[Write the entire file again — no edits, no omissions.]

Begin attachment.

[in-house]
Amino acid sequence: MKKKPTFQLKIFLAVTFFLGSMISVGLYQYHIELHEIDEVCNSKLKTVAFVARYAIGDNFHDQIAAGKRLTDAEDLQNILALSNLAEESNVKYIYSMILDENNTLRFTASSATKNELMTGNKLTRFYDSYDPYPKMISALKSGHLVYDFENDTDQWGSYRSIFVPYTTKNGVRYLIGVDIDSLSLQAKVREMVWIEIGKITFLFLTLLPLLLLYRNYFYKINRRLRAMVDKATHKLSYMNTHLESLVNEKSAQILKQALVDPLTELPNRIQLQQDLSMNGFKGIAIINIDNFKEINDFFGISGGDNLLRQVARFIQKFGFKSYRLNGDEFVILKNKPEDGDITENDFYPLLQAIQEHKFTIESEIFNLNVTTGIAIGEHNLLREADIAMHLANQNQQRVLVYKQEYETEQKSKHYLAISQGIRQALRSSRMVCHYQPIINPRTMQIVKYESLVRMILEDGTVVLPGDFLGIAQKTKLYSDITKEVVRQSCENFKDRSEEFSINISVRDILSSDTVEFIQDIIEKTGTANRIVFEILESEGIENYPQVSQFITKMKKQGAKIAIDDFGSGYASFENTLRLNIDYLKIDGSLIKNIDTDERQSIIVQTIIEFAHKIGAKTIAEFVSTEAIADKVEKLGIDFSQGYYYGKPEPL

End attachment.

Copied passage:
[in-house]
Amino acid sequence: MKKKPTFQLKIFLAVTFFLGSMISVGLYQYHIELHEIDEVCNSKLKTVAFVARYAIGDNFHDQIAAGKRLTDAEDLQNILALSNLAEESNVKYIYSMILDENNTLRFTASSATKNELMTGNKLTRFYDSYDPYPKMISALKSGHLVYDFENDTDQWGSYRSIFVPYTTKNGVRYLIGVDIDSLSLQAKVREMVWIEIGKITFLFLTLLPLLLLYRNYFYKINRRLRAMVDKATHKLSYMNTHLESLVNEKSAQILKQALVDPLTELPNRIQLQQDLSMNGFKGIAIINIDNFKEINDFFGISGGDNLLRQVARFIQKFGFKSYRLNGDEFVILKNKPEDGDITENDFYPLLQAIQEHKFTIESEIFNLNVTTGIAIGEHNLLREADIAMHLANQNQQRVLVYKQEYETEQKSKHYLAISQGIRQALRSSRMVCHYQPIINPRTMQIVKYESLVRMILEDGTVVLPGDFLGIAQKTKLYSDITKEVVRQSCENFKDRSEEFSINISVRDILSSDTVEFIQDIIEKTGTANRIVFEILESEGIENYPQVSQFITKMKKQGAKIAIDDFGSGYASFENTLRLNIDYLKIDGSLIKNIDTDERQSIIVQTIIEFAHKIGAKTIAEFVSTEAIADKVEKLGIDFSQGYYYGKPEPL